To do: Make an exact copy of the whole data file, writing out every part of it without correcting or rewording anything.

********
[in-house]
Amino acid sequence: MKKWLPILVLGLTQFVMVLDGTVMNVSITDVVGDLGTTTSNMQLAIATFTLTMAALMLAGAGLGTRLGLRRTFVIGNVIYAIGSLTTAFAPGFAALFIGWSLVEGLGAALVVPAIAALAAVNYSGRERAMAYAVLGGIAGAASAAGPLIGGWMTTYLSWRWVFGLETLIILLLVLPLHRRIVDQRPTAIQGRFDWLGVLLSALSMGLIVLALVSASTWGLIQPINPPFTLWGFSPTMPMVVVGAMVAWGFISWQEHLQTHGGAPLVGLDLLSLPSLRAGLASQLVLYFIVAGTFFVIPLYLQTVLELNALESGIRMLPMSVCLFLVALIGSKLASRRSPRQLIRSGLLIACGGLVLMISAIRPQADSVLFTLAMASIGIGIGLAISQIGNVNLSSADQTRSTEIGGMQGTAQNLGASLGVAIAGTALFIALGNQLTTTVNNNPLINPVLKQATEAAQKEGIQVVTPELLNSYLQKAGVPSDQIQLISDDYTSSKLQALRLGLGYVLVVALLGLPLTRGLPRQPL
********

[in-house]
Amino acid sequence: MKKWLPILVLGLTQFVMVLDGTVMNVSITDVVGDLGTTTSNMQLAIATFTLTMAALMLAGAGLGTRLGLRRTFVIGNVIYAIGSLTTAFAPGFAALFIGWSLVEGLGAALVVPAIAALAAVNYSGRERAMAYAVLGGIAGAASAAGPLIGGWMTTYLSWRWVFGLETLIILLLVLPLHRRIVDQRPTAIQGRFDWLGVLLSALSMGLIVLALVSASTWGLIQPINPPFTLWGFSPTMPMVVVGAMVAWGFISWQEHLQTHGGAPLVGLDLLSLPSLRAGLASQLVLYFIVAGTFFVIPLYLQTVLELNALESGIRMLPMSVCLFLVALIGSKLASRRSPRQLIRSGLLIACGGLVLMISAIRPQADSVLFTLAMASIGIGIGLAISQIGNVNLSSADQTRSTEIGGMQGTAQNLGASLGVAIAGTALFIALGNQLTTTVNNNPLINPVLKQATEAAQKEGIQVVTPELLNSYLQKAGVPSDQIQLISDDYTSSKLQALRLGLGYVLVVALLGLPLTRGLPRQPL